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EHDI: Early Hearing Detection & Intervention | NTRC: National Technical Resource Center

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Last Modified: 02/04/2021

EHDI Legislation Becomes Law

On October 18, 2017, President Trump signed the Early Hearing Detection and Intervention (EHDI) Act (PL 115-71) to be administered by the U.S. Department of Health and Human Services (HHS). The law amends the Public Health Service Act to reauthorizes the EHDI program until FY2022. The law directs three HHS agencies—the Health Resources and Services Administration (HRSA), the Centers for Disease Control and Prevention (CDC), and the National Institutes of Health (NIH)— to continue coordinating and advancing a national program for the early identification and diagnosis of deaf or hard-of-hearing newborns and infants. In addition, the law authorizes expanding the program to include young children who are at risk of losing their hearing during childhood from infection, harmful noise exposure, or genetic causes.

The 2017 EHDI law reauthorizes HRSA to continue funding awards to states and territories to support continuous improvement of EHDI programs. These projects help to identify effective strategies to address screening, loss to follow-up diagnosis and services, referral to early intervention services, and family engagement. Grants will also be awarded to organizations to improve family-to-family support systems and to educate healthcare professionals who provide services to children who are deaf or hard-of-hearing.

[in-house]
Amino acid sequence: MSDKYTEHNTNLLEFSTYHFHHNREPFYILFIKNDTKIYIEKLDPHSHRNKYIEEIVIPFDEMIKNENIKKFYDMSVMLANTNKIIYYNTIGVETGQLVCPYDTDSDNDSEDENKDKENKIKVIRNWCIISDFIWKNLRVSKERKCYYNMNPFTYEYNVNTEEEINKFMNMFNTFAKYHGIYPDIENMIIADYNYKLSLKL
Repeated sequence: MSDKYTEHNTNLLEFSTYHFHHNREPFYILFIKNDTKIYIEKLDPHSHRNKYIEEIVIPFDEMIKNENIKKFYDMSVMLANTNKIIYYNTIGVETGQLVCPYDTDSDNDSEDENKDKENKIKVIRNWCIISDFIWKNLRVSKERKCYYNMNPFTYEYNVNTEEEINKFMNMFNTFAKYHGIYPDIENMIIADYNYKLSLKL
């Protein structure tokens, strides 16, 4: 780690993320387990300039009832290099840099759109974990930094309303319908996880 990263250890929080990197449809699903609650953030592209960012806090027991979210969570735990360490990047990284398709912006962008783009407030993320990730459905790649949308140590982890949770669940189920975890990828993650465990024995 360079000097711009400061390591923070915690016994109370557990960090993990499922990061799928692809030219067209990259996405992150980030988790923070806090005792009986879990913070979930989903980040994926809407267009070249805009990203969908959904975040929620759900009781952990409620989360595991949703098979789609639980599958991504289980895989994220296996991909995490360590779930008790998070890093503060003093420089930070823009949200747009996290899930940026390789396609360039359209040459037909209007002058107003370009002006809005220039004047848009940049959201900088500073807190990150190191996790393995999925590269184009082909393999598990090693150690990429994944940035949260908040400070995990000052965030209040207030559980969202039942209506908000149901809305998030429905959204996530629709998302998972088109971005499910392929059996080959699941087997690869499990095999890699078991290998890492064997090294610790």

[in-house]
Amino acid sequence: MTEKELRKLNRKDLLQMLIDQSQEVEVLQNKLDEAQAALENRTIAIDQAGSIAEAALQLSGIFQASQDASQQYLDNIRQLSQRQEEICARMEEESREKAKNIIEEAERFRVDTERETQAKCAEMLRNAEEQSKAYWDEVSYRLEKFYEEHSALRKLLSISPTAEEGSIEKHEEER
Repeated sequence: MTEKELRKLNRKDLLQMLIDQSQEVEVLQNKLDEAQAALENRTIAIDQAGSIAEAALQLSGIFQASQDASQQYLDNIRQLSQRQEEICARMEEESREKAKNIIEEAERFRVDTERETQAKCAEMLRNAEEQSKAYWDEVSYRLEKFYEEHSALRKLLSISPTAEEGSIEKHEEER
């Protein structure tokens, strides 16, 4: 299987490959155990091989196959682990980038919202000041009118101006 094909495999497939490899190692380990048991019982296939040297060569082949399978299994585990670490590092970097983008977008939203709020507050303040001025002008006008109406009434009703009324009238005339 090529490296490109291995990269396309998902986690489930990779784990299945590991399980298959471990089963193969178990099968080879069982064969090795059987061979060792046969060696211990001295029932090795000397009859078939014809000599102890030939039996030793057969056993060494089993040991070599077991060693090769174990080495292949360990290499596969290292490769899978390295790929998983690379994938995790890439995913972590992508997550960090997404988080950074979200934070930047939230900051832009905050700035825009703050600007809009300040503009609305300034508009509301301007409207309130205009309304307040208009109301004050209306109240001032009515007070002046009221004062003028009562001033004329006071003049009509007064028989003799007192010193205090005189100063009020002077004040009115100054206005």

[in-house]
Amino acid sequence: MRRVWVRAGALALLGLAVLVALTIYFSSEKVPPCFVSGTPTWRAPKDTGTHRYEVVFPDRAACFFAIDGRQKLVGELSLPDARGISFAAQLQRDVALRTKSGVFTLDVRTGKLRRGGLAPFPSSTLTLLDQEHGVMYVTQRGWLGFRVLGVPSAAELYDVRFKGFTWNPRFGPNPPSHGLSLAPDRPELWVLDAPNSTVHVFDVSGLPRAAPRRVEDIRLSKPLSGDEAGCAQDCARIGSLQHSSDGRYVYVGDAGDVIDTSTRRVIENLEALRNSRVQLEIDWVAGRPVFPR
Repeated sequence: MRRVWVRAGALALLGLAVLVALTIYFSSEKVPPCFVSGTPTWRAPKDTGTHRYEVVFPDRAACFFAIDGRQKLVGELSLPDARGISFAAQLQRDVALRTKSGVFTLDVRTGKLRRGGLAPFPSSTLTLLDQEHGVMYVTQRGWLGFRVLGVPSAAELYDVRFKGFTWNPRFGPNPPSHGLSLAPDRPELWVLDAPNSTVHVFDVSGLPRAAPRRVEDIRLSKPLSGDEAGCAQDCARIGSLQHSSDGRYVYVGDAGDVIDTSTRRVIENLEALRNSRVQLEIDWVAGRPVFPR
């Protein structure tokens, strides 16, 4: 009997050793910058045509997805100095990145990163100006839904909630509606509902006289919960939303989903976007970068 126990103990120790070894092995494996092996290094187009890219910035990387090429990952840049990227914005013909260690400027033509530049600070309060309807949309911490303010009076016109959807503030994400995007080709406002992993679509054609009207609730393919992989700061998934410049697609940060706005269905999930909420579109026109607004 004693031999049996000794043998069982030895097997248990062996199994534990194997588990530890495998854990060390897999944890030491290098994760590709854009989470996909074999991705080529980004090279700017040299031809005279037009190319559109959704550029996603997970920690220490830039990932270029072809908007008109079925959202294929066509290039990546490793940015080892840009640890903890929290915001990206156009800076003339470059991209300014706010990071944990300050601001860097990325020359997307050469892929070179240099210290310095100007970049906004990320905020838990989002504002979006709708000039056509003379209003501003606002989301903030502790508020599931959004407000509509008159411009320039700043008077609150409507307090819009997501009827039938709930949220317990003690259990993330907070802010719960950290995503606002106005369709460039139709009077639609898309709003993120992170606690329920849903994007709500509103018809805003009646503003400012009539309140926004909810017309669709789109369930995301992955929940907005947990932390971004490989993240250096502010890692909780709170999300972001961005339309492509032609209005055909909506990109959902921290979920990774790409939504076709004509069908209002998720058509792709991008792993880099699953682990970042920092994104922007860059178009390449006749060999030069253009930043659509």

PL 115-71 also directs CDC to continue providing funding and direct assistance to states and territories to support the development and use of state data systems to evaluate progress, guide research and policy development, and plan future activities, such as identifying where gaps in follow-up services are affecting children the most. The law also encourages EHDI research programs at NIH through projects supported by the National Institute on Deafness and Other Communication Disorders (NIDCD). Collectively, HRSA, CDC, and NIH will enhance coordination so that the federal EHDI program continues to ensure that infants who are deaf or hard-of-hearing are identified as early as possible and receive effective and timely interventions.